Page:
Real Life

Willing and able! The eco-friendly company creating jobs for Kiwis with disabilities

If cheerful, motivated workers are what you’re after, these girls tick all the boxes
Kelly Blizzard

W ith busy production lines, whirring machines and shelves stacked high with products, the Will&Able factory in Papatoetoe, South Auckland, looks just like any other industrial workshop. But stick around a little while and the extraordinary reveals itself.

Within the first five minutes of our visit, the Woman’s Day team is greeted with bubbling enthusiasm from dozens of friendly employees, including Richard, who – without a prompt – declares, “I love coming to work every day!”

For staff at Will&Able, their jobs aren’t “just a job”. For many, this is the first time they’ve felt truly accepted – the first time they’ve been given a sense of purpose.

And certainly the first time they’ve had the opportunity to make their own money.

The factory has been a great place for Issy (left) and Natasha to make friends.

People with disabilities are three times more likely to be unemployed – and eco-friendly cleaning product business Will&Able confronts the issue head on. Since it launched in 2019, it employs only people with intellectual disabilities and some with physical disabilities too.

One of the stars of our photo shoot, Issy Lim tells us, “When there’s no job, I’m not happy. When there is a job, I’m happy.” The 29-year-old, who has Down syndrome, is a lively, hard-working employee who prides herself on labelling products and boxes.

Issy’s family is a massive support in her life, with her parents dropping her to work each day. She cites her grandmother as her biggest inspiration and mentor.

She’s not around any more, but Issy says, “I think of her a lot these days.”

When we discuss work, Issy describes herself as “brave and kind”, and those are two traits she brings to the factory every day. Asked what her career goals are, she says seriously, “I want to work twice as hard.”

Topics such as the Backstreet Boys, makeup and singing light her up, and at one point, she shows off her polka dot-decorated fingernails, which she painted herself.

For her colleague Natasha Astill, Will&Able’s sustainable ethos is something she holds close to her heart. “We have to look after the planet because we only have one,” the 19-year-old says, referring to the company’s vegan laundry detergents and dishwashing liquids, which are packaged inside 100% recycled milk bottle plastic.

“I work one day a week, but I’d love to work more,” Natasha smiles, adding that a highlight of her morning is catching up with her friends after she arrives at work in a taxi from her family’s East Auckland home.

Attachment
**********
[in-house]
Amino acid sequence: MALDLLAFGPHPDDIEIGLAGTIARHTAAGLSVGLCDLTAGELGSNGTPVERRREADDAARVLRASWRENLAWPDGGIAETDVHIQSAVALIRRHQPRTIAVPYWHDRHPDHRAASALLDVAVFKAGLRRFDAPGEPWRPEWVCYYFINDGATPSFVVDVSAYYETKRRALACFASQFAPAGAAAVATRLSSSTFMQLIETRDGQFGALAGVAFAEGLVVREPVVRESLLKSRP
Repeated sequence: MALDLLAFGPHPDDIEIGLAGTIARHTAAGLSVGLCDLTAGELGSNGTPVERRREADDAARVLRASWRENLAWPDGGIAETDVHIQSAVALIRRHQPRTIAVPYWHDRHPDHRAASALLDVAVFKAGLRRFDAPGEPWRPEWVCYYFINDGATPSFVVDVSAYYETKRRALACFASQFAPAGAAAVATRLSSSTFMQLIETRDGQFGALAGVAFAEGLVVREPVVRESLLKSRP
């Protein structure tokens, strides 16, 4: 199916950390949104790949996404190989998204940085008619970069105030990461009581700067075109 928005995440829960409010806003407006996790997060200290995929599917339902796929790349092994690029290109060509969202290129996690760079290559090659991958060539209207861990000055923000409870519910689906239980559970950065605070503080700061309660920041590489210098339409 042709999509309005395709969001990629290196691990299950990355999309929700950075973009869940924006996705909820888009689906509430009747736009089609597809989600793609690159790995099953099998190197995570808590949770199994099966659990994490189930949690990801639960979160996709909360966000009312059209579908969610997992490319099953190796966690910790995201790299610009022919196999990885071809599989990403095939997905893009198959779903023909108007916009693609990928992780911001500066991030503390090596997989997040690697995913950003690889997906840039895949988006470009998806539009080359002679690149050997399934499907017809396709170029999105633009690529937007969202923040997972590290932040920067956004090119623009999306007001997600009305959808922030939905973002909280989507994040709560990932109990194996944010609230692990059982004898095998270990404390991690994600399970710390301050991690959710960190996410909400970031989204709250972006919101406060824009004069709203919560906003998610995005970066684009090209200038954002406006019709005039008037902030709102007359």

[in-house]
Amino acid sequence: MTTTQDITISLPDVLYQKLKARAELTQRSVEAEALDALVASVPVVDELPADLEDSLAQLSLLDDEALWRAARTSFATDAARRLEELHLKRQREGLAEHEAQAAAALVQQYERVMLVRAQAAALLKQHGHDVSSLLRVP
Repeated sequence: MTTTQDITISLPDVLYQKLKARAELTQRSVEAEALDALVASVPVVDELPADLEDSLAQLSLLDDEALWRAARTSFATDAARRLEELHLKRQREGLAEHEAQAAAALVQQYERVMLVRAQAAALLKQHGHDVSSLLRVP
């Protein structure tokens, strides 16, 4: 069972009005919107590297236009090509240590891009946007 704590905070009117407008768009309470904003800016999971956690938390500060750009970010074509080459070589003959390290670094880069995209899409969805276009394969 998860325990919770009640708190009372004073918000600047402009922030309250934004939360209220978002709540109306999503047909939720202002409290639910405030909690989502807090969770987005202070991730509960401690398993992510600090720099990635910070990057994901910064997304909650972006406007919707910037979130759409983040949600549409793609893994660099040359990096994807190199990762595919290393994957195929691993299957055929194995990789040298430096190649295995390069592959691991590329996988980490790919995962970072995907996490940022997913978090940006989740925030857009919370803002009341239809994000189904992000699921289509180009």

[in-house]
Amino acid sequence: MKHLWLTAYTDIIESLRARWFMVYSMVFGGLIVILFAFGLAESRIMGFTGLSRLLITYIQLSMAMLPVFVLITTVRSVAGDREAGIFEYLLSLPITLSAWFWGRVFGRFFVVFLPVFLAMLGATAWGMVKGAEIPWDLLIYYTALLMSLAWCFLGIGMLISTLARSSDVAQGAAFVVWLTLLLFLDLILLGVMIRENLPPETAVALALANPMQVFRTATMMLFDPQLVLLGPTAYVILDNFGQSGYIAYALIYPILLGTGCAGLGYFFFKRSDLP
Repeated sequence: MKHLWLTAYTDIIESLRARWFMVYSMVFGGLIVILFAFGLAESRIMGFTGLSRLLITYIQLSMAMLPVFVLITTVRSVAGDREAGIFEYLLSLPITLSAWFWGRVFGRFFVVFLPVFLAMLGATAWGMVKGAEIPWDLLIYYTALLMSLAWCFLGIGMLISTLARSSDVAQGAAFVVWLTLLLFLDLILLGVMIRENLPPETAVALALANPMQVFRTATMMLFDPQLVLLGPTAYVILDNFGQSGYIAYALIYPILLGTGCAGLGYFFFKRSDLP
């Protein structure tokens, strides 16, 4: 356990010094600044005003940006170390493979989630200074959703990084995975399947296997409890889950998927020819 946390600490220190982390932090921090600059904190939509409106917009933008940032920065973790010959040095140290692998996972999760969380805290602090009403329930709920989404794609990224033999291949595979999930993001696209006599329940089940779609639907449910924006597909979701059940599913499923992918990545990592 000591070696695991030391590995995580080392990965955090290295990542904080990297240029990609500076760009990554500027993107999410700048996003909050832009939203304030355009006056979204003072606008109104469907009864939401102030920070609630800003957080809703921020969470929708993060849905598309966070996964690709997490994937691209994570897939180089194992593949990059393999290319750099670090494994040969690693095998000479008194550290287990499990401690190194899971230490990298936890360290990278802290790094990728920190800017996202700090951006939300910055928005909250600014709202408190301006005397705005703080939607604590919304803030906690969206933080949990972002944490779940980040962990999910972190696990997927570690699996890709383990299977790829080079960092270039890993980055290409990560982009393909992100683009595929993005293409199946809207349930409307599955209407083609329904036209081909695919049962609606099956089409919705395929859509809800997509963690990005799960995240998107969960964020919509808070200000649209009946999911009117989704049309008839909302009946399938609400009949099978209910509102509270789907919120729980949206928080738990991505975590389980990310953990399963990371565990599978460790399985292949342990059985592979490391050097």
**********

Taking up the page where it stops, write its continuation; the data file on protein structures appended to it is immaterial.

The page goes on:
CEO Martin (middle),with workers Keenasha Tenisio and David Siagian, is committed to hiring more people with disabilities.

Natasha loves socialising, but it’s something she’s had to learn over the years as she was born with fetal valproate syndrome, a rare condition which leads to difficulty with behavioural and social skills,

as well as anxiety.

“During school, I didn’t have many friends, but when I came and worked at Will&Able, I got lots of friends instantly,” she enthuses. “It makes me feel more positive and less alone.”

Natasha’s disability was something she and her twin sister developed in the womb because their mother wasn’t warned of the harmful effects of her anti-seizure medication on her developing babies. Natasha says, “My goal is to educate and advocate for others who have been affected with my syndrome. I want to do that as a career. It’s important that my voice is heard.”

Issy (left) is so happy when she is working

While the Will&Able team is small, company director Martin Wylie is keen to keep expanding so that in three years, he can employ 100 people.

“Every time someone buys a product, which doesn’t cost more than a conventional product, they’re creating a job for somebody,” he says. “It’s run as a business but with heart.”

Martin’s passion for the company comes from personal experience – his 18-year-old son has autism and is non-verbal. Martin wanted to make practical changes for people with disabilities and his hands-on approach is obviously working, with employees calling out hello as he takes us on a tour of the factory.

“I’m deeply committed to finding good outcomes for people with disabilities,” says Martin, who provides free tutoring and development courses for staff. Explaining that he now has plans to expand into more supermarkets, he concludes, “We’ve really taken off – it’s going to be large!”

Will&Able is giving Woman’s Day readers 20% off! Get your 20% off when you order before midnight 31st July. Use the code WOMANSDAY at checkout at

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